Healthy Mouth Healthy Body

Flouride Needs

Flouride is naturally present in all water sources including oceans, rivers and lakes. It is also added to community tap water, toothpastes and mouth rinse. Many toddlers and infants that do not get adequate amount of flouride might be affected with tooth decay as flouride helps in improving the resistance and repair of weakened tooth enamel. Hence, children that drink bottled water might not get sufficient amount of flouride as bottled water does not contain flouride. You can contact your local and state health department or water supplier to make sure that your community tap water contains flouride.

IDA recommends that you talk to your dentist about your child’s flouride needs. Your dentist might recommend flouride supplement if the community-tap water is not flouridated. However, excess flouridation can be harmful and lead to condition called flourosis. To get the right information consult with your dentist rather than being misled by advertisements.

  • Flourosis

Generally, misunderstood as a disease, enamel flourosis normally affects the way your tooth appears. Mostly, enamel flourosis appears as barely noticeable faint white streaks or lines on the enamel, not affecting the function of your teeth. In some cases, the effect is minimal and therefore only a dental professional can see it during examination. It occurs when teeth are forming under the gums. Once they have broken through the gums they cannot develop enamel flourosis.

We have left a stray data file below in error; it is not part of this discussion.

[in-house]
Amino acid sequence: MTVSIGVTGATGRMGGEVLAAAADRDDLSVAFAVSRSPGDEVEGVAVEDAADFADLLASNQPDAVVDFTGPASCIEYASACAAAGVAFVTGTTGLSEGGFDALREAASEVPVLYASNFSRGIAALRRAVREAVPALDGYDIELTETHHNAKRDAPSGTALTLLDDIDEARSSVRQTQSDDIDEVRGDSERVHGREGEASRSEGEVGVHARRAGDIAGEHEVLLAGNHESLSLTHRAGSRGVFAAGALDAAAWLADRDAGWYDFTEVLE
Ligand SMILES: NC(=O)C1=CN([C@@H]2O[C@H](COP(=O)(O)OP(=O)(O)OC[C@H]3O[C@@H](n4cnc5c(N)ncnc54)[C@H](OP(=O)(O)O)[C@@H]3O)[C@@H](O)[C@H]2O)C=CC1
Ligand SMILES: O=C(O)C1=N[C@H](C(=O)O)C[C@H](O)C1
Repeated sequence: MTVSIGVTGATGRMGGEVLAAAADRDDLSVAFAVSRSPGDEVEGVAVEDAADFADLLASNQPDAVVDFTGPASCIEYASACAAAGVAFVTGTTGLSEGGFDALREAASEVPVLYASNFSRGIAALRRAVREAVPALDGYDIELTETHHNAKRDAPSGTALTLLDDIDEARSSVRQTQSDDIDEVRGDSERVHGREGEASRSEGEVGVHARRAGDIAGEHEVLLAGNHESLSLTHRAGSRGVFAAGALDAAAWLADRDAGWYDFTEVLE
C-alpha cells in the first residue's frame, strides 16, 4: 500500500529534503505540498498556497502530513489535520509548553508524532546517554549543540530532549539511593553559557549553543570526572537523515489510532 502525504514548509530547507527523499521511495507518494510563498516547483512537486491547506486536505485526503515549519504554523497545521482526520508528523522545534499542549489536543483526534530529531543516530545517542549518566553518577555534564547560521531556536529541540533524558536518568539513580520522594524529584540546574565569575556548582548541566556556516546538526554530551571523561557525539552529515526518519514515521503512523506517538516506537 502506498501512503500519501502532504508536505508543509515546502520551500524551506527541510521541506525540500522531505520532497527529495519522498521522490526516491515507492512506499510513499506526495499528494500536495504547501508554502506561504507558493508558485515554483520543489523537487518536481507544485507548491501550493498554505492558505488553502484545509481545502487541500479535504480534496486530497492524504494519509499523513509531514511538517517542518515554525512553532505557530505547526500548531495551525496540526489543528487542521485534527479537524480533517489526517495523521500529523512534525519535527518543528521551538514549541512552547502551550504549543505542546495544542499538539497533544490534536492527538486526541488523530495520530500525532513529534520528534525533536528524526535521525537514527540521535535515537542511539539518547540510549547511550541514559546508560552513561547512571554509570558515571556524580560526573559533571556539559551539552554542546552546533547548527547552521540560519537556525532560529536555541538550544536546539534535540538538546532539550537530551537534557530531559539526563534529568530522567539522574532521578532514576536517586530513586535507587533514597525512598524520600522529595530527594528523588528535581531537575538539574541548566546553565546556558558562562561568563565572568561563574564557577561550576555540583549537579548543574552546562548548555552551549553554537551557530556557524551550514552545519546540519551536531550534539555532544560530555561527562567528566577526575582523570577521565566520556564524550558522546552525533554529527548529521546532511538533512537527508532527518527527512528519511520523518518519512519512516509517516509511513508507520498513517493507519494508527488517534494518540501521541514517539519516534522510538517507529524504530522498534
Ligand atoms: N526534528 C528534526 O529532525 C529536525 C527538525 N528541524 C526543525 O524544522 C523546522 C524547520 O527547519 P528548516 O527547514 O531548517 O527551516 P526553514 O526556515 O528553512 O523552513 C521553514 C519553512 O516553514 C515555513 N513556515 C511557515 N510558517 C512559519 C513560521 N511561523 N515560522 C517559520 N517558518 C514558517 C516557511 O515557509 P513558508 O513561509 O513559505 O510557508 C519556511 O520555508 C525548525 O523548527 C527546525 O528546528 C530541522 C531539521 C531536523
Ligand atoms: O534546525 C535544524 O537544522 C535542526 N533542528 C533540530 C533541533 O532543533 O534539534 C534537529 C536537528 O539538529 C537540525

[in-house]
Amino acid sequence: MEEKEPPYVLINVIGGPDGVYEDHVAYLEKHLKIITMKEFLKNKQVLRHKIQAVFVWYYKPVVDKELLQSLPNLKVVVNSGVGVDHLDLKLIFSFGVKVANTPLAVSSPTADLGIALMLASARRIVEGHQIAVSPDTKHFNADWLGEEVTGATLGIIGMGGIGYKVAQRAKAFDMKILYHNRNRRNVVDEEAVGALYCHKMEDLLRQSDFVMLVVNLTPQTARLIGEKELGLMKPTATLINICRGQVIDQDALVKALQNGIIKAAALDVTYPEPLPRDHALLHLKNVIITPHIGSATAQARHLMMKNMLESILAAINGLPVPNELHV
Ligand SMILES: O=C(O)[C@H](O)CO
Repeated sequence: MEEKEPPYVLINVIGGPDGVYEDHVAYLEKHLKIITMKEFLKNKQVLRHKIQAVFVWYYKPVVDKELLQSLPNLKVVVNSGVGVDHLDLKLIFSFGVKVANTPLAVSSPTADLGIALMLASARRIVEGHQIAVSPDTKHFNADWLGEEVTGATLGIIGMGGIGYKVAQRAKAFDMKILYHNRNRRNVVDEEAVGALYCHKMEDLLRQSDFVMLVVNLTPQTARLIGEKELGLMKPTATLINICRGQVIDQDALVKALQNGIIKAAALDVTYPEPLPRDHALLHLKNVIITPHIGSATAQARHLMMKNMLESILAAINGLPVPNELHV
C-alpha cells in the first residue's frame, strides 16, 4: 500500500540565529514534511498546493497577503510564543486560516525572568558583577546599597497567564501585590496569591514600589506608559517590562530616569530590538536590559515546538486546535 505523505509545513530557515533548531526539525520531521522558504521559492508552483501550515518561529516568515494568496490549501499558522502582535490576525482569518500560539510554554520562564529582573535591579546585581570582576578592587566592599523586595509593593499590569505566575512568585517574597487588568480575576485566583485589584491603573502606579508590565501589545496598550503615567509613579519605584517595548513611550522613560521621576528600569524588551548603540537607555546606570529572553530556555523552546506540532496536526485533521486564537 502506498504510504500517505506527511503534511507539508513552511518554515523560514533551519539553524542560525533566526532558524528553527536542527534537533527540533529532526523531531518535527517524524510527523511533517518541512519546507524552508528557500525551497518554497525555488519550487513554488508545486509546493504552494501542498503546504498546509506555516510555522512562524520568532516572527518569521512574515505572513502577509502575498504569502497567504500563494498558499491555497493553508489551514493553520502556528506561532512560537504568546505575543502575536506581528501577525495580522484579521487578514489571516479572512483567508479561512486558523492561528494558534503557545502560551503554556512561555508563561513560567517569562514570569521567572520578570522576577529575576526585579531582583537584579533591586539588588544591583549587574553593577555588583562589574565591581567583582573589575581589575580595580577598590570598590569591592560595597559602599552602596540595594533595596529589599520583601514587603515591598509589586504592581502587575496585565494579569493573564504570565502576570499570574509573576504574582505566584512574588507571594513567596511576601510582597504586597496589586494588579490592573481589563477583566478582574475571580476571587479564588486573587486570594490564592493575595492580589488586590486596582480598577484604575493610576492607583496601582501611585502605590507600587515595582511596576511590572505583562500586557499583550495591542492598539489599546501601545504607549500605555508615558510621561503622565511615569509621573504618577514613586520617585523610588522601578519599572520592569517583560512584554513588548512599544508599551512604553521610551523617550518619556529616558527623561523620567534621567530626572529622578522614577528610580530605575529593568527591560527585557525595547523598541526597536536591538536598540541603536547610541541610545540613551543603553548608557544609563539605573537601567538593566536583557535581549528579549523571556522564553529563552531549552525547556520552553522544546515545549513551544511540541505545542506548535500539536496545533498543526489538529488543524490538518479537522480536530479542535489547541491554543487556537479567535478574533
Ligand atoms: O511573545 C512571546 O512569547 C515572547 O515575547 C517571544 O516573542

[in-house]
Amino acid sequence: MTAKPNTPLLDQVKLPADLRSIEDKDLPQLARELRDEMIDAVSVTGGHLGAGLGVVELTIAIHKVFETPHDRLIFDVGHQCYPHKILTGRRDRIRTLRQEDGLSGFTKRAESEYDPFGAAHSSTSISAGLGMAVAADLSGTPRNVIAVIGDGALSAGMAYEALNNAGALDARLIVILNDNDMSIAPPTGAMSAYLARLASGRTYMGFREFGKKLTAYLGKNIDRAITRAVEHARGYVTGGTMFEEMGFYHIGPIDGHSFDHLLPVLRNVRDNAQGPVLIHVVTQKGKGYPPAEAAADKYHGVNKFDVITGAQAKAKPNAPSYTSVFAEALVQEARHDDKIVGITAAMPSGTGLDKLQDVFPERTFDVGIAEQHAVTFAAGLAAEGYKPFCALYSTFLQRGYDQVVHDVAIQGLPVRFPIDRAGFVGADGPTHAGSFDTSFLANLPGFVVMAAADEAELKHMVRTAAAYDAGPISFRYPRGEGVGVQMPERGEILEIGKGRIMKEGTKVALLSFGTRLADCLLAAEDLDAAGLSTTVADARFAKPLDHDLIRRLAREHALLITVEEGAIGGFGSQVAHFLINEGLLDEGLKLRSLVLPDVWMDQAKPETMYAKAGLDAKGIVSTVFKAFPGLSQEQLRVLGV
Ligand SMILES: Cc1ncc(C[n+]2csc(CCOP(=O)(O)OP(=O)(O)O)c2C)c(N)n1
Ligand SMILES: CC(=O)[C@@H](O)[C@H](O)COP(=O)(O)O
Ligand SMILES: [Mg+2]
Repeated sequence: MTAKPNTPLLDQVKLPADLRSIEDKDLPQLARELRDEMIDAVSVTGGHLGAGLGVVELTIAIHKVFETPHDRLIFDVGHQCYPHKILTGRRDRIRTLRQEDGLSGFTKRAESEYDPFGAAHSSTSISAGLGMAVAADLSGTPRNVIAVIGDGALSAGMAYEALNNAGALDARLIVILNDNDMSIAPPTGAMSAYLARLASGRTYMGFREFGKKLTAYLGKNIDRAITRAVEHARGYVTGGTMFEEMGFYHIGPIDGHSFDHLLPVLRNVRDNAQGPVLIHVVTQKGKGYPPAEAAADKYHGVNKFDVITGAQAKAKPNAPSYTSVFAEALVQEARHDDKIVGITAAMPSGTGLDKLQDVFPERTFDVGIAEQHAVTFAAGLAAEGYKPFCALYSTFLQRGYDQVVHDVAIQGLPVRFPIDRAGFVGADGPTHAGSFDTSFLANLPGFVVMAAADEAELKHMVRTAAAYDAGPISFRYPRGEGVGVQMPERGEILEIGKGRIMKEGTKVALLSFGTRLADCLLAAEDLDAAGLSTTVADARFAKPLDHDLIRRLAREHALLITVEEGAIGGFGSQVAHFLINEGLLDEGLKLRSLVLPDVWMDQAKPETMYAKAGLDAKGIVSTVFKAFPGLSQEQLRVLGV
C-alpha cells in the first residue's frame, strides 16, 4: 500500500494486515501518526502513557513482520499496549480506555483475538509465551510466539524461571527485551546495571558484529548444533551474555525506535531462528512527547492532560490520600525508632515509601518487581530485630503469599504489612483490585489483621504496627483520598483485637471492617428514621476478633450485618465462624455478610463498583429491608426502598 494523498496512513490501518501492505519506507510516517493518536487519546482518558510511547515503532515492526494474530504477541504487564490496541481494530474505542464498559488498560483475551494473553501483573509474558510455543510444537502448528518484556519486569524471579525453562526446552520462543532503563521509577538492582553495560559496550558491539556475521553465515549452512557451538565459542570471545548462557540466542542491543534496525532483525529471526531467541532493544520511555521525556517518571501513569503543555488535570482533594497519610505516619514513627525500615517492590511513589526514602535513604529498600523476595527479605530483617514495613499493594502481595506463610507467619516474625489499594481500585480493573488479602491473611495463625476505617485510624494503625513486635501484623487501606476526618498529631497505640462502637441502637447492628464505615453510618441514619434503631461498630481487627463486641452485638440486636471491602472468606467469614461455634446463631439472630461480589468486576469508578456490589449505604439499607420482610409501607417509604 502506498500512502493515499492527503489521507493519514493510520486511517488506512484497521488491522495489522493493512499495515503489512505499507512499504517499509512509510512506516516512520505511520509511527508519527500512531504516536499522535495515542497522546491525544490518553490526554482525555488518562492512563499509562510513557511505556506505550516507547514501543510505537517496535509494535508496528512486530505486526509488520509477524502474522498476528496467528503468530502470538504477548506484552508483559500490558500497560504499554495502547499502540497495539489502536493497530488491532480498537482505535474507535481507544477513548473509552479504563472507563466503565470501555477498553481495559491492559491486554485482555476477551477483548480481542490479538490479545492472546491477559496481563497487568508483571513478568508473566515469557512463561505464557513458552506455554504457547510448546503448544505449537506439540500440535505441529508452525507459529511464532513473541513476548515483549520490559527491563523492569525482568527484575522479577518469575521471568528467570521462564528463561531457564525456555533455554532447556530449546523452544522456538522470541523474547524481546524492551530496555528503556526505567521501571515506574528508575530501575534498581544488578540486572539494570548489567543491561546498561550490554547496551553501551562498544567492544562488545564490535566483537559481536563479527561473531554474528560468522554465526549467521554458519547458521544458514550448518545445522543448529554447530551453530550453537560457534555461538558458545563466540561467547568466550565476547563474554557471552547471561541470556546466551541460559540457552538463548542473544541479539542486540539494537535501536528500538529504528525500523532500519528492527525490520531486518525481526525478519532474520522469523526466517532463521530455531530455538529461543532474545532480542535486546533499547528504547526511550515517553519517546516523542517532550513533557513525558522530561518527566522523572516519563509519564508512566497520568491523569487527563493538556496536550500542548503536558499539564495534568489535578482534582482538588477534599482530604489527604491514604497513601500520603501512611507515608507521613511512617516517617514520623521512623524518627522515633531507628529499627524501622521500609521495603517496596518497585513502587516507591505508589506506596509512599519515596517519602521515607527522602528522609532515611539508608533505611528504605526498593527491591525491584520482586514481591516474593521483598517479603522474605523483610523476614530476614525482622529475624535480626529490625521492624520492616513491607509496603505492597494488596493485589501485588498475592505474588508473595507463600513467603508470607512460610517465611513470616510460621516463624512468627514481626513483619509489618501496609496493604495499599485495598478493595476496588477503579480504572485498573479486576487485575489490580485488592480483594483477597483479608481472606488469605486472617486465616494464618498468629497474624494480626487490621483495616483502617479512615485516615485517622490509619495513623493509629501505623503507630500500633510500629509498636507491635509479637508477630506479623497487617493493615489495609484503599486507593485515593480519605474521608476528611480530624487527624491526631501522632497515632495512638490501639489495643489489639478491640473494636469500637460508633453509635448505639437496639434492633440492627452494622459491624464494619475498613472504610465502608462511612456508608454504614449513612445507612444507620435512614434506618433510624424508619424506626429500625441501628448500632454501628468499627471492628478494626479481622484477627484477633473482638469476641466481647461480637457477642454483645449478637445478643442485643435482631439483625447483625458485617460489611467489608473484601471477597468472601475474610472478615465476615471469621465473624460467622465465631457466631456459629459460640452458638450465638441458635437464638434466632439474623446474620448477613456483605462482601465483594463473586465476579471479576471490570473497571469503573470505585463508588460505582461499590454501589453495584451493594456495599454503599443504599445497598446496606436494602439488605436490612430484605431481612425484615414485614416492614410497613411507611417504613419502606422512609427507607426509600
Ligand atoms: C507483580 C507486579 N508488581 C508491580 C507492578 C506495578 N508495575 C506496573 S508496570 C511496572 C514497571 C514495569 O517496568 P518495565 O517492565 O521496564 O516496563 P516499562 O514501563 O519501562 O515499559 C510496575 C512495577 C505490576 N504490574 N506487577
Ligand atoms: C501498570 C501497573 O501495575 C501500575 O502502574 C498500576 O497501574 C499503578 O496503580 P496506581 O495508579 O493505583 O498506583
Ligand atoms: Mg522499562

How to Reduce the Risk of Enamel Flourosis?

Enamel flourosis can be prevented by not allowing children to consume flouride products like flouride toothpaste. Parents should ensure that for the children below three years of age they brush the teeth of their children with small proportion of flouride toothpaste. Brush teeth thoroughly twice per day or as directed by the dentist. It is also important that adults supervise the amount of toothpaste children use to ensure that they are not using excess of flouride toothpaste. This will also ensure that children do not swallow toothpaste while brushing.

Recent studies also suggest that use of flouridated water occassionally to reconstitute infant formula does not impact the chances of enamel flourosis. Drinking flouridated water does help in reducing tooth decay in children and adults, but it might also lead to enamel flourosis in a small percentage.

IDA recommends that you check your child’s mouth regularly and consult your dentist when you see anything wrong. Prevention is the right thing and therefore early detection can help your child to get the best treatment as early as possible.